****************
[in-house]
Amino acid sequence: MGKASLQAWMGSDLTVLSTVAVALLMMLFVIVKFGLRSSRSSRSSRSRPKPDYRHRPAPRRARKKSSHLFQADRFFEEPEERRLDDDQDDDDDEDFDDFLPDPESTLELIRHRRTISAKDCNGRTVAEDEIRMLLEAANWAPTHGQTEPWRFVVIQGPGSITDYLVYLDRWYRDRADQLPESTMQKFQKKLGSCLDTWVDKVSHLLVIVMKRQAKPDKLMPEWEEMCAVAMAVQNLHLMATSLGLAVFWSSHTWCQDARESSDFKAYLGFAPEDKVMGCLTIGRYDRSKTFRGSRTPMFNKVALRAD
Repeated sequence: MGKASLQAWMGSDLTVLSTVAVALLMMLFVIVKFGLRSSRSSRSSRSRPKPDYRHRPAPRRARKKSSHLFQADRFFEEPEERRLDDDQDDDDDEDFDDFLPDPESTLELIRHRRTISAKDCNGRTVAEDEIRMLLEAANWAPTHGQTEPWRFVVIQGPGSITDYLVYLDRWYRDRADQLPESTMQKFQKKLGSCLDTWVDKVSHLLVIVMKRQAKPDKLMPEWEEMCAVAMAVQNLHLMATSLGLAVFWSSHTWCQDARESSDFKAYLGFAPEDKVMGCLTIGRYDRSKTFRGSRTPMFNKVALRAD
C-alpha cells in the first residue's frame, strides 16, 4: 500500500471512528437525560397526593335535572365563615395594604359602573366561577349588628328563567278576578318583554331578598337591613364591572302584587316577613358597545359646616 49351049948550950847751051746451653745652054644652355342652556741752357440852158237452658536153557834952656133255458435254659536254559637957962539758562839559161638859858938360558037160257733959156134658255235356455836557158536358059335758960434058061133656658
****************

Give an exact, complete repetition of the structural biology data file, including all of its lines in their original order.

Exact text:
[in-house]
Amino acid sequence: MGKASLQAWMGSDLTVLSTVAVALLMMLFVIVKFGLRSSRSSRSSRSRPKPDYRHRPAPRRARKKSSHLFQADRFFEEPEERRLDDDQDDDDDEDFDDFLPDPESTLELIRHRRTISAKDCNGRTVAEDEIRMLLEAANWAPTHGQTEPWRFVVIQGPGSITDYLVYLDRWYRDRADQLPESTMQKFQKKLGSCLDTWVDKVSHLLVIVMKRQAKPDKLMPEWEEMCAVAMAVQNLHLMATSLGLAVFWSSHTWCQDARESSDFKAYLGFAPEDKVMGCLTIGRYDRSKTFRGSRTPMFNKVALRAD
Repeated sequence: MGKASLQAWMGSDLTVLSTVAVALLMMLFVIVKFGLRSSRSSRSSRSRPKPDYRHRPAPRRARKKSSHLFQADRFFEEPEERRLDDDQDDDDDEDFDDFLPDPESTLELIRHRRTISAKDCNGRTVAEDEIRMLLEAANWAPTHGQTEPWRFVVIQGPGSITDYLVYLDRWYRDRADQLPESTMQKFQKKLGSCLDTWVDKVSHLLVIVMKRQAKPDKLMPEWEEMCAVAMAVQNLHLMATSLGLAVFWSSHTWCQDARESSDFKAYLGFAPEDKVMGCLTIGRYDRSKTFRGSRTPMFNKVALRAD
C-alpha cells in the first residue's frame, strides 16, 4: 500500500471512528437525560397526593335535572365563615395594604359602573366561577349588628328563567278576578318583554331578598337591613364591572302584587316577613358597545359646616 49351049948550950847751051746451653745652054644652355342652556741752357440852158237452658536153557834952656133255458435254659536254559637957962539758562839559161638859858938360558037160257733959156134658255235356455836557158536358059335758960434058061133656658